Sure, we can do simple tasks like walking and talking at the same time, but when it comes to higher level, true multitasking, your brain just can’t do it. When you’re walking and talking, you can’t really pay attention to both tasks. This is why you will naturally pause your conversation as your feet navigate around a pothole in the sidewalk – your brain needs to pay attention to the walking so you don’t fall over and hurt yourself. Your brain naturally focuses on tasks sequentially and cannot truly multitask.
Because attempting to multitask drains a lot of mental and physical energy, we feel like we’re productive – we tell ourselves that we worked hard and used energy so we must have produced a lot. However, that is just an illusion – attempting to multitask does not increase productivity. It greatly lowers productivity, and increases feelings of stress and anxiety.
Another illusion is that multitasking saves time. In fact, it consumes and wastes your time. What we call multitasking is really our brains attempting to rapidly switch our attention back and forth between tasks. But every time you switch your attention your brain goes through a sequence of activities to refocus and adjust – these brain sequences might only take a second but when repeated many times per minute the wasted time adds up. In addition, we lose track of previous progress and find ourselves needing to “start over,” perhaps muttering things like, “Now where was I?” This results in not only a waste of time but also an increase in mistakes – both of which can damage your productivity, and maybe put yourself and others in danger.
I showed Louise studies that prove a person who is attempting to multitask takes 50 percent longer to accomplish a task and he or she makes up to 50 percent more mistakes than a person working sequentially. Having digested this neurological information about the dangers of attempting to multitask, Louise asked me an excellent question. She asked, “If not multitasking, what should I do.” I gave Louise the detailed tips and techniques outlined in the book.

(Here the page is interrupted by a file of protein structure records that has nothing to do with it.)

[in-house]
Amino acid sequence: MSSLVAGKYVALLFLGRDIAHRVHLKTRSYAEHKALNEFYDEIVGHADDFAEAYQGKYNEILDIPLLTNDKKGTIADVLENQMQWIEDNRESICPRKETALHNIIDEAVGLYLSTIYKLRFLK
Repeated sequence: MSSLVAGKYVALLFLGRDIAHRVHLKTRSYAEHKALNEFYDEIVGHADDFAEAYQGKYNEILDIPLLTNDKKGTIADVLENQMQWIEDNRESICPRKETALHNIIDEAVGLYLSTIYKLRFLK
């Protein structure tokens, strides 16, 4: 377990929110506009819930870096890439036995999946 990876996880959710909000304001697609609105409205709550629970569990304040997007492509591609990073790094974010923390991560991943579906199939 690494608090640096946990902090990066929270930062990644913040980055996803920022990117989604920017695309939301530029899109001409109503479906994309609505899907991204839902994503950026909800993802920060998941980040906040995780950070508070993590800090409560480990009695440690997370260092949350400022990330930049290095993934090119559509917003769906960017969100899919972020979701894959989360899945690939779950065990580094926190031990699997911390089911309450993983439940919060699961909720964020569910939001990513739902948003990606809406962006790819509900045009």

I challenged Louise to perform those tips for at least a week then check to see whether she was more productive and accurate in her work than when she “multi-tasked.” Louise got back to me just a few days later. She sounded so excited and happy on the phone. She told me that not only was she being more productive at work, she was feeling much less stressed and anxious, and was actually spending less time at work – no more having to work weekends to get caught up. As a result, Louise decided she didn’t need to take the anti-anxiety medication her doctor had recommended. Louise’s productivity and efficiency at work continued, and she had more free time to do the things she really loved.
His unique approach to change management and business development applies neuroscience to practical concepts in order to improve employee attitude and business performance. I highly recommend Jonathan to any business or professional seeking to reach their peak performance as well as any event planner looking to present one of the most intriguing discussions on business development around.
~ Janet Bronte – Principal, Global Market Consulting